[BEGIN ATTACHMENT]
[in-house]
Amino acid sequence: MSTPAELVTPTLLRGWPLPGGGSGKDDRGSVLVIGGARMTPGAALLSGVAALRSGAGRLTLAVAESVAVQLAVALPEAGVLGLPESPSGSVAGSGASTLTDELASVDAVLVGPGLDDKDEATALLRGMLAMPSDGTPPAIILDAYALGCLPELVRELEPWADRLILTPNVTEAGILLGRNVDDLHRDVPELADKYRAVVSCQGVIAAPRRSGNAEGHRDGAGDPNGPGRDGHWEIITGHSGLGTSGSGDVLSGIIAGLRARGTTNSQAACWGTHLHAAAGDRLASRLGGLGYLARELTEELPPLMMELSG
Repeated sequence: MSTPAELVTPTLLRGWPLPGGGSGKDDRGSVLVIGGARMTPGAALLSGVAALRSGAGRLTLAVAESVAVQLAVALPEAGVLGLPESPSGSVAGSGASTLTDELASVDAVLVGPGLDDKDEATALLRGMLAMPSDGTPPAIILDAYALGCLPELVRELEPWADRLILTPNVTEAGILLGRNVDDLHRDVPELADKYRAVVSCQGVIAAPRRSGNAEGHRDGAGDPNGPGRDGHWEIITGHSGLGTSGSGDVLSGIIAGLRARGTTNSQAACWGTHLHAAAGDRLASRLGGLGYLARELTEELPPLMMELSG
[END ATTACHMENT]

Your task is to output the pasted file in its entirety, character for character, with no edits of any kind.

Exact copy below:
[in-house]
Amino acid sequence: MSTPAELVTPTLLRGWPLPGGGSGKDDRGSVLVIGGARMTPGAALLSGVAALRSGAGRLTLAVAESVAVQLAVALPEAGVLGLPESPSGSVAGSGASTLTDELASVDAVLVGPGLDDKDEATALLRGMLAMPSDGTPPAIILDAYALGCLPELVRELEPWADRLILTPNVTEAGILLGRNVDDLHRDVPELADKYRAVVSCQGVIAAPRRSGNAEGHRDGAGDPNGPGRDGHWEIITGHSGLGTSGSGDVLSGIIAGLRARGTTNSQAACWGTHLHAAAGDRLASRLGGLGYLARELTEELPPLMMELSG
Repeated sequence: MSTPAELVTPTLLRGWPLPGGGSGKDDRGSVLVIGGARMTPGAALLSGVAALRSGAGRLTLAVAESVAVQLAVALPEAGVLGLPESPSGSVAGSGASTLTDELASVDAVLVGPGLDDKDEATALLRGMLAMPSDGTPPAIILDAYALGCLPELVRELEPWADRLILTPNVTEAGILLGRNVDDLHRDVPELADKYRAVVSCQGVIAAPRRSGNAEGHRDGAGDPNGPGRDGHWEIITGHSGLGTSGSGDVLSGIIAGLRARGTTNSQAACWGTHLHAAAGDRLASRLGGLGYLARELTEELPPLMMELSG